Holidays are a time for family, friends, and happy memories. But those joyful moments can be associated with stress – from marathon shopping, preparing for celebrations, and traveling. Stress and other stimuli may trigger or increase your headache attacks.
The National Headache Foundation recommends the following to holiday headache:
- Maintain your regular sleep schedule. Those late night parties can play havoc with anyone’s health, and especially impact those with chronic headache and migraine. Try to go to sleep and awaken at the same time each day. Don’t skip on your sleep – make sure you get your regular amount of sleep – 8 hours would be perfect.
- Maintain your regular meal schedule. Too often, we skip or miss meals as we travel from mall to mall, or are cooking/cleaning in preparation for a big celebration. If you can’t stop for a regular meal, how about packing nutritious snacks?
- Moderation is the key to avoid those “hangover” headaches. If you opt for that festive cocktail, sip your drink slowly. Mixed drinks containing fruit or vegetable choices (think Bloody Mary) may have less negative effects than straight alcohol. For people living with migraine disease, red wine is a well-known culprit so a glass of white wine is preferable. And if you do experience an “I was over-served headache,” consider drinking black coffee with honey, instead of sugar, to relieve your pains on the morning-after. Honey contains fructose which burns off alcohol at a faster rate.
- Watch that diet!!! Offerings at those holiday parties may look delicious but may contain foods that trigger headache attacks such as ripened cheese, chocolate, and processed meats. Some sensitive individuals should avoid food items containing MSG or low-cal beverages with aspartame. Monitor your caffeine intake and avoid or limit colas, coffee, and tea. The cold weather may encourage stopping for hot cocoa but think twice before ordering.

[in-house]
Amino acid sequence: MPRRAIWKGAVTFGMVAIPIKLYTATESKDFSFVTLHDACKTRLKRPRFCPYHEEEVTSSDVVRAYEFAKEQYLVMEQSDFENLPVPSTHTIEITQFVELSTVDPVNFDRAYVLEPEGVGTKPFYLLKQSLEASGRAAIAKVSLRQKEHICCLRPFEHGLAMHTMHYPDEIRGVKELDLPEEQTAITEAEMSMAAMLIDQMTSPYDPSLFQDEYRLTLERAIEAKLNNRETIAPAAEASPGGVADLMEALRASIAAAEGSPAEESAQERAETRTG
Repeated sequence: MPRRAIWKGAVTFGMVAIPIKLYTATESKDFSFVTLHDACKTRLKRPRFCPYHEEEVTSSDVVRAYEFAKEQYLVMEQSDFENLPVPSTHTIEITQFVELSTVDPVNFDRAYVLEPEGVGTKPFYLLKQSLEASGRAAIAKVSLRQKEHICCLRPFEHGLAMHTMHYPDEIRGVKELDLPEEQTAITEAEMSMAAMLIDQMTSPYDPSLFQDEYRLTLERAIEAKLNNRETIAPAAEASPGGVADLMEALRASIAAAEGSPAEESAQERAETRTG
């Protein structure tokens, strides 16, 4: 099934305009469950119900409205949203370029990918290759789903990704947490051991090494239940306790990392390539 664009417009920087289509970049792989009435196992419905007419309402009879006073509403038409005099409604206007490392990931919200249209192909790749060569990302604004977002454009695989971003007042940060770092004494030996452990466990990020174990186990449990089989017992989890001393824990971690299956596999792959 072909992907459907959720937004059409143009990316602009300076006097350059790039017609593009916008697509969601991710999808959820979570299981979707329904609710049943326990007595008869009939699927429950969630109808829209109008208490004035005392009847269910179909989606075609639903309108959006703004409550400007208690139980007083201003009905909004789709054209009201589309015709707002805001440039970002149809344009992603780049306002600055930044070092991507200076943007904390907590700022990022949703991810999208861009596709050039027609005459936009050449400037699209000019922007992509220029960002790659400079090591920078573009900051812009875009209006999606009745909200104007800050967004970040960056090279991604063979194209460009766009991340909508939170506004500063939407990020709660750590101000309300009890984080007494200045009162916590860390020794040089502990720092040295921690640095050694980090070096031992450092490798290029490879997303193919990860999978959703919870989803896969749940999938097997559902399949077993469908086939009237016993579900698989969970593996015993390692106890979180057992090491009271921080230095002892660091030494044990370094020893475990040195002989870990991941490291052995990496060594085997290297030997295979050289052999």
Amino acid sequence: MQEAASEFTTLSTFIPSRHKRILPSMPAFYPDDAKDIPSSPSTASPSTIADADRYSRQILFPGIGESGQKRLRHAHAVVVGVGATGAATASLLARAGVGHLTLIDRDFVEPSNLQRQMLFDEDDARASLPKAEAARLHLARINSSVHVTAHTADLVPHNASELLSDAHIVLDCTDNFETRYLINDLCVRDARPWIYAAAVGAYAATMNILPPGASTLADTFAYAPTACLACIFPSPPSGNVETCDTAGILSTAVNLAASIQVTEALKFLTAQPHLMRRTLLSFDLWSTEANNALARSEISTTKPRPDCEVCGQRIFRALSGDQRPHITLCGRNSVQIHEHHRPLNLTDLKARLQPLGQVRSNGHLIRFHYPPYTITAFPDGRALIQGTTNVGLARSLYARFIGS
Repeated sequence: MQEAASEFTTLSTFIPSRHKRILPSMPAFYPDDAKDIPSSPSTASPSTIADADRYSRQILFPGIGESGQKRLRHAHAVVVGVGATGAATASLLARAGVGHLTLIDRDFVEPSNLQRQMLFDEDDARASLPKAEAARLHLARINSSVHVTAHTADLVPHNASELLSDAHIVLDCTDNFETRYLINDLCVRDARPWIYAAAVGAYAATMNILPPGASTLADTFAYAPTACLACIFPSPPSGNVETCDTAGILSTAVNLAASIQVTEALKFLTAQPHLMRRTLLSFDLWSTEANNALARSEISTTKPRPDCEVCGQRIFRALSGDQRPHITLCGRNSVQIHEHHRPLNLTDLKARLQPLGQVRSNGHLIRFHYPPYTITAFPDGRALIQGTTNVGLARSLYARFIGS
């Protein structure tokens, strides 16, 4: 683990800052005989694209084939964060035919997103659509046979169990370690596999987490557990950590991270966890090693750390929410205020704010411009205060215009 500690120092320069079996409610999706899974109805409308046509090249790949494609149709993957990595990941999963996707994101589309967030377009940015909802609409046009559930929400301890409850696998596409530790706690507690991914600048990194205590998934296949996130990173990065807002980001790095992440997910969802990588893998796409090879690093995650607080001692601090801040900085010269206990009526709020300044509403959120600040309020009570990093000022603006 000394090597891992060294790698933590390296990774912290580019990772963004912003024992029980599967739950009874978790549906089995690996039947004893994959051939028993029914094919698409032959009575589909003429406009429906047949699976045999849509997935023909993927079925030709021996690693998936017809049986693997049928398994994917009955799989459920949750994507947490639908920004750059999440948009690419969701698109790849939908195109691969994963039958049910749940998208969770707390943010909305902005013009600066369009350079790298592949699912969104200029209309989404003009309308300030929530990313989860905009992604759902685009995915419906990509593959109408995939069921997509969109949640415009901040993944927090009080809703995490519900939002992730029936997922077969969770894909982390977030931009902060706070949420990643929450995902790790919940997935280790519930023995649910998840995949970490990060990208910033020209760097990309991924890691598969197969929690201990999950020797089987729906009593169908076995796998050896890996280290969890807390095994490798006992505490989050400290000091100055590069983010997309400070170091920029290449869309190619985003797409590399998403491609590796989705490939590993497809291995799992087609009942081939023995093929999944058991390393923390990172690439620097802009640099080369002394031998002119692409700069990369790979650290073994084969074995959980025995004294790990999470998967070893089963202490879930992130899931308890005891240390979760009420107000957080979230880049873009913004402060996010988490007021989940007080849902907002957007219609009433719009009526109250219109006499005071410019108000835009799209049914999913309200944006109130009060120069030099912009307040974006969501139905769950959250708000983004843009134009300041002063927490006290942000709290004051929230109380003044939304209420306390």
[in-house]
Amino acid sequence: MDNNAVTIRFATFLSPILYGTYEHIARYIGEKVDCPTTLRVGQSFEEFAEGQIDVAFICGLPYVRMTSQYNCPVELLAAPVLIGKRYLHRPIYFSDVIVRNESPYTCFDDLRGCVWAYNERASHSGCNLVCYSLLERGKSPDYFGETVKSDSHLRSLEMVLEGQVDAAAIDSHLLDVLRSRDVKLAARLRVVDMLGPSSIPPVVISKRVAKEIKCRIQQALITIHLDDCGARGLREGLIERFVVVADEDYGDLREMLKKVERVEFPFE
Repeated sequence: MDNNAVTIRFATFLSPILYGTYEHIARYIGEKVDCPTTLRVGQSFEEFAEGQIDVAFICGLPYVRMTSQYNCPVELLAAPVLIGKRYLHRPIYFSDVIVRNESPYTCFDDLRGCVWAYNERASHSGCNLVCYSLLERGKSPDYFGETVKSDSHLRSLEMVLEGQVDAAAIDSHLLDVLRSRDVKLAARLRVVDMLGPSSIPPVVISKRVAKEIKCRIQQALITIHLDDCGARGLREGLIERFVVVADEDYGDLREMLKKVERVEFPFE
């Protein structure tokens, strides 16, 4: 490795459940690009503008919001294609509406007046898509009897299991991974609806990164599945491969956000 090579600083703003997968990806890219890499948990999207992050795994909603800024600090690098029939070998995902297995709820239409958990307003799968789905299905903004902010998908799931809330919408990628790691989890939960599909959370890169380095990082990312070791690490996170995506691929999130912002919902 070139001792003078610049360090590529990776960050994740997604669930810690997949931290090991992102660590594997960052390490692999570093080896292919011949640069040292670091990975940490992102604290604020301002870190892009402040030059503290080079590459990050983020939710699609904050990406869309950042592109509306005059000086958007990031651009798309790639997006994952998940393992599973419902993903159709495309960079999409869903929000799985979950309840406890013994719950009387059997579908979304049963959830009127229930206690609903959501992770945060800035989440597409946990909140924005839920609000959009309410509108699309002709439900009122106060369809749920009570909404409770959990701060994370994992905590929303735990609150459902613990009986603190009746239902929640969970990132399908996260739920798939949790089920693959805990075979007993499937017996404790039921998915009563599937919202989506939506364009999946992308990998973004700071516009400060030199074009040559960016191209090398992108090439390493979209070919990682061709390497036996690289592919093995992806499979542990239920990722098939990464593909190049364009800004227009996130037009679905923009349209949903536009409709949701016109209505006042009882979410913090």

- As you sprint through those crowded stores, be aware of odors that may produce a headache. Those perfume scents wafting through the air may trigger a headache, and some unfortunate individuals may be sensitive to the smell of pine boughs and balsam trees. Others may be affected by the scents of freshly baked treats, such as chocolate chip cookies. With the introduction of no smoking ordinances, public places may be safer if you are sensitive to tobacco smoke. However, private parties may be a haven for smokers, particularly those enjoying a celebratory cigar. Your best bet is to find an area free of smoke and perfume.
- If you are traveling, make sure you have sufficient amounts of your headache medicine. Weather and crowds may delay your travel, and you do not want to find yourself without your prescription medications on Christmas or New Year’s Day. For those who experience headache attacks when traveling by plane or vacationing in mountainous regions, discuss the situation with your health care provider. Preventive remedies are available to avoid the “altitude” headache.
- One of our members recently complained of bright Christmas lights being a migraine trigger. In addition to the illumination caused by the decorations, some tree lights flicker which can easily trigger a migraine attack. One solution may be wearing special migraine friendly eyewear that filters out harsh lights.
- It would be easy to say avoid stress but that would be a gargantuan task at this time of the year. To help maneuver through the holidays, set aside personal time. If you feel you have had more than adequate “family togetherness,” take a walk or just take a break from the festivities. Organize your schedule for shopping, cooking, cleaning, and “me” time.
Also, read a post from guest blogger Claire Abent about her experiences with headache during the holidays.